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7 March 2014 Modeling, design and experimental results for high efficiency multi-junction solar cells lattice matched to InP
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The high conversion efficiencies demonstrated by multi-junction solar cells over the past three decades have made them indispensable for use in space and are very attractive for terrestrial concentrator applications. The multi-junction technology consistently displays efficiency values in excess of 30%, with record highs of 37.8% under 1 sun conditions and over 44% under concentration. However, as material quality in current III-V multi-junction technology reaches practical limits, more sophisticated structures will be required to further improve on these efficiency values. In a collaborative effort amongst several institutions we have developed a novel multi-junction solar cell design that has the potential to reach the 50% conversion efficiency value. Our design consists of a three junction cell grown on InP substrates which achieves the optimal bandgaps for solar energy conversion using lattice matched materials. In this work, we present the progress in the different subcells comprising this multi-junction structure. For the top cell, InAlAsSb quaternary material is studied. For the middle, InGaAlAs and InGaAsP materials and devices are considered and for the bottom, a multi-quantum well structure lattice matched to InP for fine bandgap tunability for placement in an InGaAs cell is demonstrated.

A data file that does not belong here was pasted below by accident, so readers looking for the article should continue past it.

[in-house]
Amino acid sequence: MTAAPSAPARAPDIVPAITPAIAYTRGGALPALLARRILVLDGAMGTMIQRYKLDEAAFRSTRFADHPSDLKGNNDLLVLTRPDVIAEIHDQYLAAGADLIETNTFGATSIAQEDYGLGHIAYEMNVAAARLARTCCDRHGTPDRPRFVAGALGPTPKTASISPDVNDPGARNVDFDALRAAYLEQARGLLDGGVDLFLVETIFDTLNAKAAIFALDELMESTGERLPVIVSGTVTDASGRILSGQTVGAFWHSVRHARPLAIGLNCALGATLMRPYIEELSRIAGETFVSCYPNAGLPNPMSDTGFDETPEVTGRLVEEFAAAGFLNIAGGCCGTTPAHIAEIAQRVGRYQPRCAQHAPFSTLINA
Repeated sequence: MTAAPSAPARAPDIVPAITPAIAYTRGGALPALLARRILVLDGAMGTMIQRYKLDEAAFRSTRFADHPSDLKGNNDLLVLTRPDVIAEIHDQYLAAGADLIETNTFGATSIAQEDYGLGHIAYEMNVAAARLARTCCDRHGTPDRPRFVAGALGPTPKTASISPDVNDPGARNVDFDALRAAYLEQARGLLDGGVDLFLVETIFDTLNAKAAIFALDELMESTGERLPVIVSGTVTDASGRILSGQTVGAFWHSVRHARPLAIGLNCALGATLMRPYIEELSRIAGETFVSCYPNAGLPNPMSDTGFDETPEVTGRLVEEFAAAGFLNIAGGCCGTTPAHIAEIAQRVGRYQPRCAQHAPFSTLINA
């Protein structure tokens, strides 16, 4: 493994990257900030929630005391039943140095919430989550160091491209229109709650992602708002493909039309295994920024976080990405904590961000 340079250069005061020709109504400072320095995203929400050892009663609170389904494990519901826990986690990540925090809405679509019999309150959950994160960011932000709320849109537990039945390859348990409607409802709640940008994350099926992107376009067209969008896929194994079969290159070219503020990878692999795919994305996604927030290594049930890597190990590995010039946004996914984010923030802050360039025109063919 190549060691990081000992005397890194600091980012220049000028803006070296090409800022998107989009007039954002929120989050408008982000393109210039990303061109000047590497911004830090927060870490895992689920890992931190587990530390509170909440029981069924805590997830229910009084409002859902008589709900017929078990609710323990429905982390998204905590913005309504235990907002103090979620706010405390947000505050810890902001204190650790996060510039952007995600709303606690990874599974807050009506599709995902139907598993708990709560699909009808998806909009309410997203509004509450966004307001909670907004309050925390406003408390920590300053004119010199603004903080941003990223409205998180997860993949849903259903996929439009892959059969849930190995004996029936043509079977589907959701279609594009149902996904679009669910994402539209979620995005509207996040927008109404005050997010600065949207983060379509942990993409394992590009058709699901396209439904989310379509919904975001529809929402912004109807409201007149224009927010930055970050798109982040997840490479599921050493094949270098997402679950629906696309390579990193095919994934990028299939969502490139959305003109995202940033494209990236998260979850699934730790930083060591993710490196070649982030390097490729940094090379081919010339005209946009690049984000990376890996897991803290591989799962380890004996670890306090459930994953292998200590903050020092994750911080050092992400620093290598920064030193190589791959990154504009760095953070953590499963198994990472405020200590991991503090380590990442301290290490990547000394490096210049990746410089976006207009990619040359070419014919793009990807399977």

© (2014) COPYRIGHT Society of Photo-Optical Instrumentation Engineers (SPIE). Downloading of the abstract is permitted for personal use only.
María González, Matthew P. Lumb, Michael K. Yakes, Joshua Abell, Joseph G. Tischler, Christopher G. Bailey, Igor Vurgaftman, Jerry R. Meyer, Louise C. Hirst, Kenneth J. Schmieder, Sergio I. Molina, Francisco P. Delgado, Jessica G. J. Adams, Glen Hillier, Nicholas J. Ekins-Daukes, and Robert J. Walters "Modeling, design and experimental results for high efficiency multi-junction solar cells lattice matched to InP", Proc. SPIE 8981, Physics, Simulation, and Photonic Engineering of Photovoltaic Devices III, 898117 (7 March 2014);

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